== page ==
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ed into the Latin tongue by a transfer from the Greek; and if so, it was done either by, or with the sanction of the Apostles themselves. At all events, while there was a common Latin word for immerse and for submerge (these two English words are taken from the Latin)— Jerome, and the Christian world with him, did not employ either submergo or immergo, but baptizo. Now the Baptists affirm that the whole Christian world were Baptists at that time; i. e., that they considered baptism to be synonymous with immersion, and practised accordingly. If this were so, then the Vulgate is rather a Baptist Bible than a Roman Catholic Bible: and immersers first led the way in transferring the word baptize, instead of translating it by a word in common use. This outcry about "transferring," and " concealing," comes to this at last.

But an argument may be built upon these facts. The ancient Western church, whose common language was Latin, had an abundant supply of words to express immersion and submersion, if they had thought immersion the only baptism, or essential to it. But so far from employing one of their common words, they transferred the original Greek word baptize, adopted it into their language, and gave it a complete naturalization. When they spoke of baptism, they called it an ablution, a washing, a distilling of the purifying dew; they spoke of it not as an immersion. As to the manner of performing baptism, even when they generally practised immersion, they did not always do so, and of course never deemed it essential. What is the inevitable conclusion from these facts? That they did not consider the word immerse, or the word submerge, as equivalent to the word baptize :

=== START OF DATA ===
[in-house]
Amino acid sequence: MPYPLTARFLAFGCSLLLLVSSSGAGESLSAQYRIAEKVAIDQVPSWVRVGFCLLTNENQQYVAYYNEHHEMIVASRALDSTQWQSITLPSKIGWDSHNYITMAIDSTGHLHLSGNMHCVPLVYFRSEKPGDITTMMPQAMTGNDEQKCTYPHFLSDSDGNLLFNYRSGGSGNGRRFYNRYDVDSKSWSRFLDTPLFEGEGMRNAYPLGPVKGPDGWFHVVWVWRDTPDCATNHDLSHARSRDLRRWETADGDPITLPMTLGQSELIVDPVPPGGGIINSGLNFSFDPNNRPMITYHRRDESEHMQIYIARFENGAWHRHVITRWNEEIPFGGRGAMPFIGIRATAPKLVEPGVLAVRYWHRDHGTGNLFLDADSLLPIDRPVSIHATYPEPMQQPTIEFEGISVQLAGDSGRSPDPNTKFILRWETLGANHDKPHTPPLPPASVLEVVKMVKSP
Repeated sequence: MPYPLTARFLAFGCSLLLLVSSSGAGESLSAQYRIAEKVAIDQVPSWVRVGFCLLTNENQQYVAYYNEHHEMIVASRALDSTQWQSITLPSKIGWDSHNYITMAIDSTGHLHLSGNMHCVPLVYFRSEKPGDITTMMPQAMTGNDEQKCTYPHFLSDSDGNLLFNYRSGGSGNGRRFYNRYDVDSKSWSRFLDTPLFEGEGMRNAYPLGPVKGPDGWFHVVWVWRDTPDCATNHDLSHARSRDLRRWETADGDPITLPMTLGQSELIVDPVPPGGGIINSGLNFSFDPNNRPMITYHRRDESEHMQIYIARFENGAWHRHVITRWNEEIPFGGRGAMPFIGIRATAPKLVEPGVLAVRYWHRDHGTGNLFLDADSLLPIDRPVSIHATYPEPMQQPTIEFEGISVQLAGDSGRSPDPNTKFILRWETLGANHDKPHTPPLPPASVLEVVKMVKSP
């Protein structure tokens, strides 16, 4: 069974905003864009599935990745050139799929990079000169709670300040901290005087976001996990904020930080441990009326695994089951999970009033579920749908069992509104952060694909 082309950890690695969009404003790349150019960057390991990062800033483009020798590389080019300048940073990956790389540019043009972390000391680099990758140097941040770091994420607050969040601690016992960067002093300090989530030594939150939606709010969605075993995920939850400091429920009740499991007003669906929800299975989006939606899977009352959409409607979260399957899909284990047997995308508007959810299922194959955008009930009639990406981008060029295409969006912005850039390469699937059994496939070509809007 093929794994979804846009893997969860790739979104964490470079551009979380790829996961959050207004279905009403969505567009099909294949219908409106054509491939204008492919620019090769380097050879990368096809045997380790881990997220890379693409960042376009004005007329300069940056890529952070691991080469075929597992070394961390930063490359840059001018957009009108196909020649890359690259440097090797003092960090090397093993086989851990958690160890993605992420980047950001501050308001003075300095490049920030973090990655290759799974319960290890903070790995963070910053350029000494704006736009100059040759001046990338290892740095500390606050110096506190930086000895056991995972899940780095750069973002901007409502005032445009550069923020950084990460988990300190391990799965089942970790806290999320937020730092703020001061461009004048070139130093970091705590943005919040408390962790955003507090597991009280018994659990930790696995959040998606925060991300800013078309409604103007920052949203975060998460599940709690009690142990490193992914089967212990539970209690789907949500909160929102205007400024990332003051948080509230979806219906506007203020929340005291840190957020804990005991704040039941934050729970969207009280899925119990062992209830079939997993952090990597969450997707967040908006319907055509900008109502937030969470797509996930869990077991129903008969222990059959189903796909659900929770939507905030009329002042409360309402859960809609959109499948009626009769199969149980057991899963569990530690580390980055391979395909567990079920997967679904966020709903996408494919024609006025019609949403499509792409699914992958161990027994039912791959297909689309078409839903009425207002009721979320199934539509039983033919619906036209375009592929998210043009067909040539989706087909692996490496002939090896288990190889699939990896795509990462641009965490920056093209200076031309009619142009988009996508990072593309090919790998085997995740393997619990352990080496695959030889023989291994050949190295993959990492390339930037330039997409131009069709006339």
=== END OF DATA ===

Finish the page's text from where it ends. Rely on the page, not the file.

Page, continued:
and that a substitution of these words for that would not be an adequate faithful translation.

Here, then, we have the judgment of the ancient church with regard to the propriety of transferring the word in question: and that judgment founded upon the conviction that neither of their existing words would truly and adequately express the true idea of Christian baptism.

This was the judgment of the Christian church in the time of Jerome: and in his days the use of baptizo, as a common Latin word, was a custom, whereof the memory of man ran not to the contrary-as a practice in which all Christians who spake the Latin language acquiesced and undoubtingly agreed. THE TRANSFER was, without any ground for doubt of which I am informed, MADE IN THE DAYS OF THE APOSTLES THEMSELVES. It is not, as Mr. Woolsey's book and the Report of the Baptist Bible Society would lead those to suppose who are not otherwise informed, a recent invention, to oppose the Baptists, and "to conceal a part of God's revealed will from the nations of the earth, in a dead language, with a view of promoting party designs, and of preventing men from knowing his will, and their duty and obligation to obey him."





Go ye therefore and teach all nations, baptizing them in the name of the Father, and of the Son, and of the Holy Ghost.

THERE are two questions with regard to Baptism, on which evangelical Christians are divided; one respecting the mode, and the other respecting the subjects. These two questions are entirely distinct, and there is no reason why those who differ concerning one might not agree concerning the other.

Between us and our Baptist brethren there is no difference of opinion concerning the subjects of baptism, except concerning Infants. We agree that adults are not to be baptized, save on a credible profession of evangelical faith and repentance. The questions concerning the subjects are therefore limited to this single inquiry: Are the infant children of believing parents to be baptized? The law of the institution makes no express mention of infants. It is therefore contended that this is conclusive against Infant Baptism; as in a positive institution